Adverbs Of Frequency Games

Motivating activities to practise expressions like “once a week” and “hardly ever”.

In this article, I am using “adverbs of frequency” to include expressions like “once a week”, as well as the simpler ones like “sometimes” and “always”. There are so many fun, personalised activities that you can do with this point that it might be tempting to spend too much time on it. You can make the activities more useful by adding practice of the third person S and adding phrases like “once every two months” and “almost always”, but even so you might have to wait for another group of students before you can try out all these ideas!

1. Adverbs of frequency Answer Me

Make packs of cards up with a selection of expressions like either “usually” and “hardly ever” or “twice a week” and “once a day”. Students deal all the cards out. They can look at their own cards but shouldn’t show them to each other. They ask each other “How often” questions and can discard their cards as they get answers which are exactly the same as their cards. For example, if they ask “How often do you clean your teeth?” and get the answer “three times a day”, they can discard a card if they have one with that written on it. The first person with no cards left (or the person with fewest cards when the teacher stops the game) is the winner.

2. That often too

Students ask each other “How often” questions to find things that they do with the same frequency, e.g. things they both do once a month or seldom do. This can also be extended to include people they know, e.g. “How often do your friends email you?” and “How often does your grandfather talk about the war?”

3. More often more more more

Students ask each other about things that they think they do more often than their partner(s), e.g. “How often do you watch Korean soap operas?” or “How often do you floss?”, and get one point for each time their own adverb of frequency is more often than that of their partner(s). For example, if their answer is “four times a day” but the others say “once every two days”, they get one point.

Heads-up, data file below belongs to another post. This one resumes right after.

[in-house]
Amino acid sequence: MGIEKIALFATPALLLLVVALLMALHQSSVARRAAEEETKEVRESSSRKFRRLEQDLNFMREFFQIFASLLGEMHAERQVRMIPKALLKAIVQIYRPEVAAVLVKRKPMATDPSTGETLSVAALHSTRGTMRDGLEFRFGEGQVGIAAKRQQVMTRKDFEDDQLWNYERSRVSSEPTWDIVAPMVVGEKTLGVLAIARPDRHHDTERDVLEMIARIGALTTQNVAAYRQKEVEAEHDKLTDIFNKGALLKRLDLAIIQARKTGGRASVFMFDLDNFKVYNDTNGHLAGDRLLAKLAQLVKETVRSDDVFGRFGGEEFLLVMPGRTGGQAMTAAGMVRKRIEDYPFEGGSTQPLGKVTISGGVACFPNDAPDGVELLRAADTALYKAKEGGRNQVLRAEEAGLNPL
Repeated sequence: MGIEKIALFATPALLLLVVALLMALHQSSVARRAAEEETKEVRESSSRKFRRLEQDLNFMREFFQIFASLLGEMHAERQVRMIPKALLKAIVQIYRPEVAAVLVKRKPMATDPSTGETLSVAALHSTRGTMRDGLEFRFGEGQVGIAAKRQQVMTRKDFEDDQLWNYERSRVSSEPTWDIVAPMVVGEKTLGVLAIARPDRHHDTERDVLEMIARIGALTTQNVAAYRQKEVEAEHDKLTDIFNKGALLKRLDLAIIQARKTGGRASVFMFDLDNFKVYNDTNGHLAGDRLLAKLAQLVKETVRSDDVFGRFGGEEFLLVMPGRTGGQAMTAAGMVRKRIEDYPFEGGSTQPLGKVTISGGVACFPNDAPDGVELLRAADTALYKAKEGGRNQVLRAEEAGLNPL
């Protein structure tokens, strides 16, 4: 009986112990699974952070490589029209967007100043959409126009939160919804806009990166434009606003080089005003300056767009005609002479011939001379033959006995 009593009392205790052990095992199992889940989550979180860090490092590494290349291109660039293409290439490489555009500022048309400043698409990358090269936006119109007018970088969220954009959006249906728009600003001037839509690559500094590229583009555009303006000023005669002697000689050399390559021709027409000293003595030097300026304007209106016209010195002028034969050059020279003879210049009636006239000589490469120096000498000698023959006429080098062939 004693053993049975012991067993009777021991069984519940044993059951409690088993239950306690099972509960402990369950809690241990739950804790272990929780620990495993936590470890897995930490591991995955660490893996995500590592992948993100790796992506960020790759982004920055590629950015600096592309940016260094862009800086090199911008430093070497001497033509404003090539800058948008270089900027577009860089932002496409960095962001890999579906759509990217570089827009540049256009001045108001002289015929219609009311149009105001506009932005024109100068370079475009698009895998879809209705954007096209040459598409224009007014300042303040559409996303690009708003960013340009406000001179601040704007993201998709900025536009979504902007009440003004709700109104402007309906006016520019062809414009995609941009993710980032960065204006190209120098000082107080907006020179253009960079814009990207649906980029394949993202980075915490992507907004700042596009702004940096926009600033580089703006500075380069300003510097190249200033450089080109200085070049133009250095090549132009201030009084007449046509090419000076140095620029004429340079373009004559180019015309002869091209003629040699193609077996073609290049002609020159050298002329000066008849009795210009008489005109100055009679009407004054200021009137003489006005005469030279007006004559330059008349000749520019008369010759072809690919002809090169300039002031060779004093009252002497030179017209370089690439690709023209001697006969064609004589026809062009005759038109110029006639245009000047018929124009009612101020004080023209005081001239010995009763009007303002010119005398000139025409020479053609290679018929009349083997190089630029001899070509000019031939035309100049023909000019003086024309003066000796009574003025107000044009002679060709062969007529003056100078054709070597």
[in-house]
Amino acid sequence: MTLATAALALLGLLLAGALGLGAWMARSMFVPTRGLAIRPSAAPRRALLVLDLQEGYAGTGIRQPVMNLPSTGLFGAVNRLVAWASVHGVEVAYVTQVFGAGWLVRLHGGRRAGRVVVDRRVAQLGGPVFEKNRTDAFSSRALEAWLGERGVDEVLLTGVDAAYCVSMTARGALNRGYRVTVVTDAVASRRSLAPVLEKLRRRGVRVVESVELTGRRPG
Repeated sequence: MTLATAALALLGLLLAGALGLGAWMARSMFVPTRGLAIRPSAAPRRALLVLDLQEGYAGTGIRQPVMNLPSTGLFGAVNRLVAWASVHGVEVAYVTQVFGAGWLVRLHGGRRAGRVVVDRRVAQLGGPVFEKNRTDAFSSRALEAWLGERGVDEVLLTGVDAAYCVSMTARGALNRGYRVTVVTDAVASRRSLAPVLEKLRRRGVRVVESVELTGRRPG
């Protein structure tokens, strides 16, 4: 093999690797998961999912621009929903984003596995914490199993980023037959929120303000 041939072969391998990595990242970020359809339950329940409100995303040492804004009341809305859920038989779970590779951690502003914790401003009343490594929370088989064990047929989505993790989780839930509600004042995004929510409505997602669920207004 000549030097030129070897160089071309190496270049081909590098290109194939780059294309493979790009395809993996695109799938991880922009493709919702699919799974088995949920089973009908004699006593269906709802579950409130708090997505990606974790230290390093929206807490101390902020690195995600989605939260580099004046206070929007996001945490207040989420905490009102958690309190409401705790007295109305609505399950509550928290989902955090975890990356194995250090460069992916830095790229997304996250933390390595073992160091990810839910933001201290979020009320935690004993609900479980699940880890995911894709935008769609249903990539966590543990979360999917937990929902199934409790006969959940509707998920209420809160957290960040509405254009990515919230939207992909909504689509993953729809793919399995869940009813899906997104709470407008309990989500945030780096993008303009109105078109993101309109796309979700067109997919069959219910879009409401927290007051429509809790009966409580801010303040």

4. Warmer cooler more often less often

Students ask their partners to guess something about them with a “How often” question like “How often do I skip lunch?” If their partner’s first answer isn’t the right adverb of frequency, they give hints like “much more often” and “a little less often” until their partners get exactly the right one.

5. How often how many times

Students choose one of the adverbs of frequency for their partner(s) to try to make as many true sentences about them with as they can, stopping whenever one of the sentences is not true. They score one point for each true sentence they made until that point, then switch roles. For example, if they choose “often” their partners can try with the sentence “You often argue with your younger brother”. If this gets a response like “That’s true” or “You’re right”, they can continue with “You often watch TV during dinner” etc, stopping whenever the response is a correction like “Actually, I always…”

6. Adverbs of frequency ladder game

Either on the whiteboard or on a worksheet, give students a vertical list of adverbs of frequency with the most frequent at the top and the least frequent at the bottom, e.g. “never”, “almost never”, “hardly ever”, “sometimes”, “often”, “very often”, “usually” and “always” from bottom to top. Students ask each other “How often” questions with the aim of getting the answer that is written on the next rung up on the ladder. The aim of the game is to climb to the top of the ladder without making any mistakes, falling back all the way to the bottom of the ladder whenever their partner gives them an answer which isn’t written just above them on the ladder.

7. Adverbs of frequency guessing

Students choose or are given an adverb of frequency and give hints about what it is until their partners guess correctly. For example, for “twice a week” they could say “Many people wash their hair this often” and “I go to the laundrette this often”.

Written by Alex Case for July 2011
Alex Case is the author of TEFLtastic.

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